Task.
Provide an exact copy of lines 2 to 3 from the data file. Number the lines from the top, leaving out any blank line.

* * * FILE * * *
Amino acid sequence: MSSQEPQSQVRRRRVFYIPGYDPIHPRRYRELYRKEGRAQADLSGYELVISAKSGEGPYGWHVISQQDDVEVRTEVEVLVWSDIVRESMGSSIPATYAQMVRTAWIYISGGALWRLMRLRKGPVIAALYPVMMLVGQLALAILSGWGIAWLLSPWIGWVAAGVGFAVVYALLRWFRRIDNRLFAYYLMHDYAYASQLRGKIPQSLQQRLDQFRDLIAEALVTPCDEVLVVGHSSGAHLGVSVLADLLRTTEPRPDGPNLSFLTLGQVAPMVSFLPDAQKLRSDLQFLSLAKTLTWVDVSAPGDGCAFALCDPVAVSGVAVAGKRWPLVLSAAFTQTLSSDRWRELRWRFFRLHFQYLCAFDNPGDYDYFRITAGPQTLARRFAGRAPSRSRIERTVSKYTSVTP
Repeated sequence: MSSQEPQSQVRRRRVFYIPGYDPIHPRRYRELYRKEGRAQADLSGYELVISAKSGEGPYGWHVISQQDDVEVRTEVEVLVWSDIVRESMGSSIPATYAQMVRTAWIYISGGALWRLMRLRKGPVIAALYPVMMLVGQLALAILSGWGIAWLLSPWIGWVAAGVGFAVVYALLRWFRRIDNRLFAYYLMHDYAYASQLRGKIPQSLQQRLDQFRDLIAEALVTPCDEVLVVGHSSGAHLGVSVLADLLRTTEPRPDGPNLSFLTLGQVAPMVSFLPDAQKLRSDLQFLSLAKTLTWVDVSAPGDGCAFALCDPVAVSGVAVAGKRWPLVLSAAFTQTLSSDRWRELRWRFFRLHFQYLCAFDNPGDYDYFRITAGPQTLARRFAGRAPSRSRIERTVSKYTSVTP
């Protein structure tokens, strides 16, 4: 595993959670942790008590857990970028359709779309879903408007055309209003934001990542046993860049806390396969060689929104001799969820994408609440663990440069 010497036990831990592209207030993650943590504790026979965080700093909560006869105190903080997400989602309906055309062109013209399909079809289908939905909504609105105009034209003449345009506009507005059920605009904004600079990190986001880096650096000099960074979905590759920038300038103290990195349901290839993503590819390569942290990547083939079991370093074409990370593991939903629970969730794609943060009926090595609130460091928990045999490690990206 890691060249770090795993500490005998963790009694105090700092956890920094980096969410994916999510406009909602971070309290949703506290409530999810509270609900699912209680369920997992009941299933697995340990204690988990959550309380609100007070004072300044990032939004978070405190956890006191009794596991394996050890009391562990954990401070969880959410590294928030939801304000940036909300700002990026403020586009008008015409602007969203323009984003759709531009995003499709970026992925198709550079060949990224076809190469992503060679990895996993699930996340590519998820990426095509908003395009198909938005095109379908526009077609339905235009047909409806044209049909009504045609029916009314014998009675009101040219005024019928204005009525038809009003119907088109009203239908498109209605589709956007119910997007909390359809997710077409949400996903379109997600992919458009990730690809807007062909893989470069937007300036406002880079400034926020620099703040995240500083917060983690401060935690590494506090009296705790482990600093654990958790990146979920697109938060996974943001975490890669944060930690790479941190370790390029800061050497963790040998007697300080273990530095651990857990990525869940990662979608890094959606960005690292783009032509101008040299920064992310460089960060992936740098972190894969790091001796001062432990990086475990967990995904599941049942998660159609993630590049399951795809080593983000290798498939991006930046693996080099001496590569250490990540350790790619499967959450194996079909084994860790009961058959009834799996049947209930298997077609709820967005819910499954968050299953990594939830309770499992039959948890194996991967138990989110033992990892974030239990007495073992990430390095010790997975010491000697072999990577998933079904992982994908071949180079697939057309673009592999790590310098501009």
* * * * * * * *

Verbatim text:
Repeated sequence: MSSQEPQSQVRRRRVFYIPGYDPIHPRRYRELYRKEGRAQADLSGYELVISAKSGEGPYGWHVISQQDDVEVRTEVEVLVWSDIVRESMGSSIPATYAQMVRTAWIYISGGALWRLMRLRKGPVIAALYPVMMLVGQLALAILSGWGIAWLLSPWIGWVAAGVGFAVVYALLRWFRRIDNRLFAYYLMHDYAYASQLRGKIPQSLQQRLDQFRDLIAEALVTPCDEVLVVGHSSGAHLGVSVLADLLRTTEPRPDGPNLSFLTLGQVAPMVSFLPDAQKLRSDLQFLSLAKTLTWVDVSAPGDGCAFALCDPVAVSGVAVAGKRWPLVLSAAFTQTLSSDRWRELRWRFFRLHFQYLCAFDNPGDYDYFRITAGPQTLARRFAGRAPSRSRIERTVSKYTSVTP
């Protein structure tokens, strides 16, 4: 595993959670942790008590857990970028359709779309879903408007055309209003934001990542046993860049806390396969060689929104001799969820994408609440663990440069 010497036990831990592209207030993650943590504790026979965080700093909560006869105190903080997400989602309906055309062109013209399909079809289908939905909504609105105009034209003449345009506009507005059920605009904004600079990190986001880096650096000099960074979905590759920038300038103290990195349901290839993503590819390569942290990547083939079991370093074409990370593991939903629970969730794609943060009926090595609130460091928990045999490690990206 890691060249770090795993500490005998963790009694105090700092956890920094980096969410994916999510406009909602971070309290949703506290409530999810509270609900699912209680369920997992009941299933697995340990204690988990959550309380609100007070004072300044990032939004978070405190956890006191009794596991394996050890009391562990954990401070969880959410590294928030939801304000940036909300700002990026403020586009008008015409602007969203323009984003759709531009995003499709970026992925198709550079060949990224076809190469992503060679990895996993699930996340590519998820990426095509908003395009198909938005095109379908526009077609339905235009047909409806044209049909009504045609029916009314014998009675009101040219005024019928204005009525038809009003119907088109009203239908498109209605589709956007119910997007909390359809997710077409949400996903379109997600992919458009990730690809807007062909893989470069937007300036406002880079400034926020620099703040995240500083917060983690401060935690590494506090009296705790482990600093654990958790990146979920697109938060996974943001975490890669944060930690790479941190370790390029800061050497963790040998007697300080273990530095651990857990990525869940990662979608890094959606960005690292783009032509101008040299920064992310460089960060992936740098972190894969790091001796001062432990990086475990967990995904599941049942998660159609993630590049399951795809080593983000290798498939991006930046693996080099001496590569250490990540350790790619499967959450194996079909084994860790009961058959009834799996049947209930298997077609709820967005819910499954968050299953990594939830309770499992039959948890194996991967138990989110033992990892974030239990007495073992990430390095010790997975010491000697072999990577998933079904992982994908071949180079697939057309673009592999790590310098501009």